Monthly Archives: January 2010

Letter to the Editor Published in the Miami Herald, January 24, 2010

The letter to the editor I submitted to the Miami Herald about its coverage of the Haitian earthquake was published on January 24, 2010. Click hereto see the article. It is a slightly edited version of my blog entry from a few days ago.

How We Can Transform Disorder into Cooperation in Haiti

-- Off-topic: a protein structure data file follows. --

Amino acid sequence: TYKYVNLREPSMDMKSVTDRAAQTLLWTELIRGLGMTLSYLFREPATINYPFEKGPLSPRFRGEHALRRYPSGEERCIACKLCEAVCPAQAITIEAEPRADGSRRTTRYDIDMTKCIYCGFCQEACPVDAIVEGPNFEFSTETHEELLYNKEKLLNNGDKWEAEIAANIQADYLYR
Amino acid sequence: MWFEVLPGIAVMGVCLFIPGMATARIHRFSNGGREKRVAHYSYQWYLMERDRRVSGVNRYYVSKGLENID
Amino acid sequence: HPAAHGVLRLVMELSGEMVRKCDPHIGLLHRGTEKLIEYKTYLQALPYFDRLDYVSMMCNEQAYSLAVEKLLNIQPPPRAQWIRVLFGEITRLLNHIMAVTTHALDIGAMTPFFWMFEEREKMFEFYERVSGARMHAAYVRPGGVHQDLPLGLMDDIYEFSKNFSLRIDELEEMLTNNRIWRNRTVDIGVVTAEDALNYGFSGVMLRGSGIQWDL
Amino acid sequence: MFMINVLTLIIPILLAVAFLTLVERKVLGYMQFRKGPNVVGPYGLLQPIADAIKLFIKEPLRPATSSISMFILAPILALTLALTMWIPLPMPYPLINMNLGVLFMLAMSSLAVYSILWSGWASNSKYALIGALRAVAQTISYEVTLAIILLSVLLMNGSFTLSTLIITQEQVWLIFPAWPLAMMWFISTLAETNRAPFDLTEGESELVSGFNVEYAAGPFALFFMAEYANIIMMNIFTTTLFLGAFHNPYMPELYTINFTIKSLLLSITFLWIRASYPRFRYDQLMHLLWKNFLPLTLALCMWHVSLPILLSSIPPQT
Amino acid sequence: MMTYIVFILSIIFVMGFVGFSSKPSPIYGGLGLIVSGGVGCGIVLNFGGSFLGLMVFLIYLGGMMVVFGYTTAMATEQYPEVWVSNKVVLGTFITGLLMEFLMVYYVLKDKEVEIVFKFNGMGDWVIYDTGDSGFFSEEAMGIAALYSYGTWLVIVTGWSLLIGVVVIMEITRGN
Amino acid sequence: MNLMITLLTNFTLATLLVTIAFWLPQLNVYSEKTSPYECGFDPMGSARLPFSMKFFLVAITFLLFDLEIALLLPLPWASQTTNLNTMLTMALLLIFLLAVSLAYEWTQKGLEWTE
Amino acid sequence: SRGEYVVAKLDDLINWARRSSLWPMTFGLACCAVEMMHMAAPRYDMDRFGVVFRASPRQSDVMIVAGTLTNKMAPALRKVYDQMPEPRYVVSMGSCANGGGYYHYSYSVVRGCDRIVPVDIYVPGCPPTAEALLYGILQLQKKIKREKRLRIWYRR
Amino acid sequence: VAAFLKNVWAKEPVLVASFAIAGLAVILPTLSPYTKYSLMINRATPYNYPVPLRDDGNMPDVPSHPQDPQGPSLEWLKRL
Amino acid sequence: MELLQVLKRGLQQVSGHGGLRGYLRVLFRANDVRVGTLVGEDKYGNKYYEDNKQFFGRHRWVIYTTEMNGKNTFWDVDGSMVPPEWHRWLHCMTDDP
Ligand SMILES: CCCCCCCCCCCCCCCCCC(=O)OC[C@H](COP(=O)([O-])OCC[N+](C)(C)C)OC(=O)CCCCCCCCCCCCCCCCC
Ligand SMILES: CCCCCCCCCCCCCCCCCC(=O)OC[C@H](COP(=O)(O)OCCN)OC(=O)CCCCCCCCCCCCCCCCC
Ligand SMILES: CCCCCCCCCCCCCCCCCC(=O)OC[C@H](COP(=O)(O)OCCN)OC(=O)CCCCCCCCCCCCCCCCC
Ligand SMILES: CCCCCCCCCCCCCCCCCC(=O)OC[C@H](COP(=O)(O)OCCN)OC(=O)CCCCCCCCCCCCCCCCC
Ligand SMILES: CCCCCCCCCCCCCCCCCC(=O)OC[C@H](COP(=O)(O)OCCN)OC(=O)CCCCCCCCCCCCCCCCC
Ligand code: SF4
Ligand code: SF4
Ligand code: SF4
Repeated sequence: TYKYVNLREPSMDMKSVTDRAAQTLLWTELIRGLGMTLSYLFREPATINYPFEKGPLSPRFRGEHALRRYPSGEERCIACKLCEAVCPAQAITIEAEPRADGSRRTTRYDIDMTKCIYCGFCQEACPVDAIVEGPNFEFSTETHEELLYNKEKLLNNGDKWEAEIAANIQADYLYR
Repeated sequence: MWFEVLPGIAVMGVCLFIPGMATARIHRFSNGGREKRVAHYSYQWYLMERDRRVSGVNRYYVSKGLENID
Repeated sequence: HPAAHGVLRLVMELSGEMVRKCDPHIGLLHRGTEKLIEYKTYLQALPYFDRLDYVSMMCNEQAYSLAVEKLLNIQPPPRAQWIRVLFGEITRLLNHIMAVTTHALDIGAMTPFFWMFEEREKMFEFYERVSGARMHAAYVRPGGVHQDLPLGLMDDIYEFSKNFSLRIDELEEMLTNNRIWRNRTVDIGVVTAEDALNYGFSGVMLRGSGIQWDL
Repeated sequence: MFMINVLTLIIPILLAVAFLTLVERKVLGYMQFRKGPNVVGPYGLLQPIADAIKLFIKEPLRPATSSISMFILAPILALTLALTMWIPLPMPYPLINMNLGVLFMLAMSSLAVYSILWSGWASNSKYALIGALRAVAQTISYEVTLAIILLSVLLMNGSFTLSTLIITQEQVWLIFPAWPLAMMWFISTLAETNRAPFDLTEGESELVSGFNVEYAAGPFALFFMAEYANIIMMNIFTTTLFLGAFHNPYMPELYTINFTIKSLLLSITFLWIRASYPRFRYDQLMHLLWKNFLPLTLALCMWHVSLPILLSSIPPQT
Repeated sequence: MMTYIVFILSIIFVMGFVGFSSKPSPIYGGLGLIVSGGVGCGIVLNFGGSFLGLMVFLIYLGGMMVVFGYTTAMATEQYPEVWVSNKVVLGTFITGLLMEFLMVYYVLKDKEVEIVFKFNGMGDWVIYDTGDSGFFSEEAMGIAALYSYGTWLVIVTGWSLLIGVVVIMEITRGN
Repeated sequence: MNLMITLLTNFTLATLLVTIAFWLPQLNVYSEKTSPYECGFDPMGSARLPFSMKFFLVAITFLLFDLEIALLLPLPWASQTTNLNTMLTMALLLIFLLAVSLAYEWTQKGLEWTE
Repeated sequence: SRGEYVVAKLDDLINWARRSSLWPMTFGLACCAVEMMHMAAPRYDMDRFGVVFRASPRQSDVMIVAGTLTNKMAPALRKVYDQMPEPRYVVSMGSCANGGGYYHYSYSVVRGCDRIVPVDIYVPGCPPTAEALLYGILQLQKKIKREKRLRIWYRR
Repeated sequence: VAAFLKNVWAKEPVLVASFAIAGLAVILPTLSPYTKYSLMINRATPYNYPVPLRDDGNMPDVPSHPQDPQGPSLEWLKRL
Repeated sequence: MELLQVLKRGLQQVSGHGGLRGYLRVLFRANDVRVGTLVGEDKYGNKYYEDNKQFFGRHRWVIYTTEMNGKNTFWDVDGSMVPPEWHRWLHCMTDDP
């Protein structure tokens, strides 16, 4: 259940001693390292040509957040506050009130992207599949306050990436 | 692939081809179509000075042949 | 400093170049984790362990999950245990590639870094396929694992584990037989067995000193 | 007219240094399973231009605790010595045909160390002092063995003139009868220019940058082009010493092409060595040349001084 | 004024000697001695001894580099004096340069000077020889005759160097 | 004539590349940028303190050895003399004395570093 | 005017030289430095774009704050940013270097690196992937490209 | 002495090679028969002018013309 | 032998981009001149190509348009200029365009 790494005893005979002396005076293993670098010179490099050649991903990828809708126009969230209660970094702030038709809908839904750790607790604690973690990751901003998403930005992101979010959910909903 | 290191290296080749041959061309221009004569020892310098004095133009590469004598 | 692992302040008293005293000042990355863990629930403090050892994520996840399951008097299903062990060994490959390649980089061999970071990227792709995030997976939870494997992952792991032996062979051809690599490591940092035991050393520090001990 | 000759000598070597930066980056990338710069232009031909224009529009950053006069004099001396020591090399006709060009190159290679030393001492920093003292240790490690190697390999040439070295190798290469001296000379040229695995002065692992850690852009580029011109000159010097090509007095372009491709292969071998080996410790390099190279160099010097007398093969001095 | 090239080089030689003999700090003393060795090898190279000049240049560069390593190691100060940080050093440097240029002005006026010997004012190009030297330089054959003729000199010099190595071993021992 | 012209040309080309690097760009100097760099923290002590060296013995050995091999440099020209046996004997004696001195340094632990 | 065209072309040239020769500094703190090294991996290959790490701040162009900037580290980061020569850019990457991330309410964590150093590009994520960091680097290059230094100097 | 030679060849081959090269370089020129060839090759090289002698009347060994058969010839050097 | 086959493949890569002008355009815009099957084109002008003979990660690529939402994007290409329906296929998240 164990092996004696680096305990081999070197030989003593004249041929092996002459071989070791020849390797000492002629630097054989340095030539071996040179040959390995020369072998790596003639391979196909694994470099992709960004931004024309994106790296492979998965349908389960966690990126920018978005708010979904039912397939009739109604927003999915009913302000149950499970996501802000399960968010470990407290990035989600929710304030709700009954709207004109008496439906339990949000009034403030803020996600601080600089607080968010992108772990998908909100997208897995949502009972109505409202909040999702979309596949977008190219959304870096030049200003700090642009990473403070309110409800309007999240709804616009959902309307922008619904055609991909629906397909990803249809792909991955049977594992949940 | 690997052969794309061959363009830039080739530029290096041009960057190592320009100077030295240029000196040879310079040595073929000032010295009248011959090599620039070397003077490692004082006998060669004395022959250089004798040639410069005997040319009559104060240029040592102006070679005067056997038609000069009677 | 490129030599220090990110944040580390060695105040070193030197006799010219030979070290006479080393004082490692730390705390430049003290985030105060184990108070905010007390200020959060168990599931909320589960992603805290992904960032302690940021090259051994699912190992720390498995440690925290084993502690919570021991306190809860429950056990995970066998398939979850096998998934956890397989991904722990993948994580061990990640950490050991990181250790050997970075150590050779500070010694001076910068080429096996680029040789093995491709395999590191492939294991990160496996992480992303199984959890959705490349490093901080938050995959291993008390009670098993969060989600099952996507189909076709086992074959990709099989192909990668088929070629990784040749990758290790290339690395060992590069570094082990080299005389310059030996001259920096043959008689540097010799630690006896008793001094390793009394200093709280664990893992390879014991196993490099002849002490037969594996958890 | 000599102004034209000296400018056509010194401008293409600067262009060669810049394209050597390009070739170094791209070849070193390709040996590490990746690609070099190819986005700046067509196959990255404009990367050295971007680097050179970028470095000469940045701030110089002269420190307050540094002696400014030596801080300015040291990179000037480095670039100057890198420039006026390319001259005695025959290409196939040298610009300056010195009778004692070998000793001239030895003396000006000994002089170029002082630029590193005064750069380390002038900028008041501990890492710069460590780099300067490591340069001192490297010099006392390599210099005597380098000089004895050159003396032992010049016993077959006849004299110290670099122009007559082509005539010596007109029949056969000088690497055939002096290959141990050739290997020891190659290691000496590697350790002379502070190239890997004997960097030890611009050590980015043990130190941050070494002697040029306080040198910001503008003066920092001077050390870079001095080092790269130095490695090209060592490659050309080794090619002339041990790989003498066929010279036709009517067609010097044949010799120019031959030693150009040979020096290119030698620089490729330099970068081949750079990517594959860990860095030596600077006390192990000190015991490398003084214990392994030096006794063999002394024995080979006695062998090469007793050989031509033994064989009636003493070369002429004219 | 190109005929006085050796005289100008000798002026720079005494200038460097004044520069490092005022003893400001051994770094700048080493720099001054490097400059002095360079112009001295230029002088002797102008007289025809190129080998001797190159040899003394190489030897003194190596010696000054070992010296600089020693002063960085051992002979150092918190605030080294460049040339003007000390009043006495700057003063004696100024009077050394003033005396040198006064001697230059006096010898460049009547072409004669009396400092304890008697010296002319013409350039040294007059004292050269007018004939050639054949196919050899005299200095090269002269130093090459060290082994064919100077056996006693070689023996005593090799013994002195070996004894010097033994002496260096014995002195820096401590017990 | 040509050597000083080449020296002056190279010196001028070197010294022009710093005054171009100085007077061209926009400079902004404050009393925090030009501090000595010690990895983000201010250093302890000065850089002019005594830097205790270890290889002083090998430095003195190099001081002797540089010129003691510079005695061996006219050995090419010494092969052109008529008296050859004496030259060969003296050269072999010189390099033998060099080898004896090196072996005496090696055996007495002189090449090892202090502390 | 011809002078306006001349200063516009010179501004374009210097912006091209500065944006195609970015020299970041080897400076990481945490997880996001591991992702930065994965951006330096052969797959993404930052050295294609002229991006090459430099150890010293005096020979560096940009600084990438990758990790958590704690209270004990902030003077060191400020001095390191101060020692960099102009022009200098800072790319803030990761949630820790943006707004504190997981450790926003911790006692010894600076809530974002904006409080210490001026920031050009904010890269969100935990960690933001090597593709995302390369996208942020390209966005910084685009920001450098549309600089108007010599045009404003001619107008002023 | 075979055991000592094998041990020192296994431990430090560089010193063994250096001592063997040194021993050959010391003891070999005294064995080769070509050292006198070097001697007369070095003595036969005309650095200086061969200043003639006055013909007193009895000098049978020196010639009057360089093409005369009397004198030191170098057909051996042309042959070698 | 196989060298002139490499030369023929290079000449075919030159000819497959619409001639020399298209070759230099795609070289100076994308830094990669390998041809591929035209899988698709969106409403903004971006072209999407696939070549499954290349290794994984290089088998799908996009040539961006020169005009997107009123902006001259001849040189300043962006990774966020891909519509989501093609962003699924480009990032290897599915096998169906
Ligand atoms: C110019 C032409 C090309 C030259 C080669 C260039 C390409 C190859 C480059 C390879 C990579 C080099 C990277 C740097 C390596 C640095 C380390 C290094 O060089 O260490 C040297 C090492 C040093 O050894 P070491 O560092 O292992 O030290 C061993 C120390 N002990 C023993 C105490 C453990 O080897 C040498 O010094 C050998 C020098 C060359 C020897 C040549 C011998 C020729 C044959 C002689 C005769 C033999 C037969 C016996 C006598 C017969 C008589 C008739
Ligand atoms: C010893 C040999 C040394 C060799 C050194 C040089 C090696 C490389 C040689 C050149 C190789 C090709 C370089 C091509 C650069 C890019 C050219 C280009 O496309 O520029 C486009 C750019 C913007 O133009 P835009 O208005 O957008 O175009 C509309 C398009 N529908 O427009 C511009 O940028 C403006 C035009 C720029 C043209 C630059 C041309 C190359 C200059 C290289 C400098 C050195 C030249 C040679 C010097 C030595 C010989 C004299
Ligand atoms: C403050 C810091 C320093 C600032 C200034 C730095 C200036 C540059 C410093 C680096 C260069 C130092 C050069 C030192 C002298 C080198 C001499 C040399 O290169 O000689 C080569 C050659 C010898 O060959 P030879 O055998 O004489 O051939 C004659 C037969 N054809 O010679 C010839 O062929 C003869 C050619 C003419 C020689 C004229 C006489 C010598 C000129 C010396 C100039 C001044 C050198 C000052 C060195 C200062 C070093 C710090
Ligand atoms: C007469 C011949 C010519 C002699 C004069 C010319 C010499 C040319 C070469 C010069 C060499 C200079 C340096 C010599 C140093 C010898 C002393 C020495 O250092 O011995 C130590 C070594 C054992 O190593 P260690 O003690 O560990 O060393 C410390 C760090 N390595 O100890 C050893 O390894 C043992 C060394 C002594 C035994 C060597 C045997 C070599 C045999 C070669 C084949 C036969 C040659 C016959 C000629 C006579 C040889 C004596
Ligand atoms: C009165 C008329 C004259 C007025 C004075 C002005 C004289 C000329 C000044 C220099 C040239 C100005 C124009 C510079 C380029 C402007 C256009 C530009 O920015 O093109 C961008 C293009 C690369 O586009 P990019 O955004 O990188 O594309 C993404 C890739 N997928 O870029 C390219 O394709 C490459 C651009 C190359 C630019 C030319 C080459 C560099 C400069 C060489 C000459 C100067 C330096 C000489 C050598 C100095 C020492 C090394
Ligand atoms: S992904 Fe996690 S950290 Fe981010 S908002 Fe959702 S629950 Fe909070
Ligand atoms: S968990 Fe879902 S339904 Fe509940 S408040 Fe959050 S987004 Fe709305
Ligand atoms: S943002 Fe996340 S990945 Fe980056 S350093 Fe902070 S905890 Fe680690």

Op-Ed Submitted to the Wall Street Journal by Margarita A. Mooney. Although disorder, looting, and sometimes even mobs threaten the earthquake relief efforts in Haiti, I suggest that we need more than force to establish order in Haiti—we need the active cooperation of the Haitian people. As I argue in my book, Faith Makes Us Live: Surviving and Thriving in the Haitian Diaspora (University of California Press, 2009), Haitians are often to be so poor that they are incorrectly assumed to be helpless. As a sociologist of international development, a veteran working in development projects in Latin America, and having spent extensive time in Haiti and among Haitian immigrants to the United States, Canada and France, I saw time and again that too many social projects reflect a paternalistic attitude by which “we” come to “their” aid. An email I received on Monday from Mario Serrano Marte, a Jesuit priest who works in the Dominican Republic and Haiti, illustrates how even people in the most desperate circumstances can be transformed from passive recipients into agents. After the earthquake, Father Mario quickly mobilized resources and drove in a caravan with relief supplies from the Dominican Republic to Haiti. The military accompanied them on the journey and they arrived safely at nighttime. The next day, however, residents of the neighborhood threatened to disrupt their relief efforts. Father Mario, a priest who has worked in the poorest areas of New York City, India, the Dominican Republic and Haiti, has never told me he felt scared in his work, but when a mob began to pound on the door yelling and demanding help, he felt terrified. Even after they called the police to help them, the people refused to leave and kept angrily demanding help. The crowd finally dispersed when Father Mario gave everyone in the crowd a bottle of water and when he promised to meet with them to discuss how the aid would be distributed. That afternoon, he met with neighborhood residents, and humbly confessed he was scared by their angry behavior. If he was able to organize his distribution center first, he explained he would then be in a better position to help them and many others. Most importantly, he pleaded for their cooperation in carrying out his mission. Once the group understood both that they would receive emergency relief and that their cooperation was indispensable to the operation’s success, they helped Father Mario unload the trucks full of supplies and they now provide security as he runs the distribution. Elated at this turn of events, Father Mario wrote in his email, “Now we have stronger security and protection than what the army can give us. We have the active participation of the same people we came here to help.” The more than 1 million residents of Port-au-Prince who survived the earthquake are understandably hungry, thirsty, and fearful for their survival. In this emergency situation, we must certainly be concerned for order and security. However, let us not forget that a basic rule of sustainable development also applies to emergency relief: we need to turn the beneficiaries of our assistance into cooperative actors in our programs. In these desperate circumstances, let us not only heed Haitians’ call for humanitarian aid, let us also remember that inviting their active cooperation both affirms their dignity and furthers our work.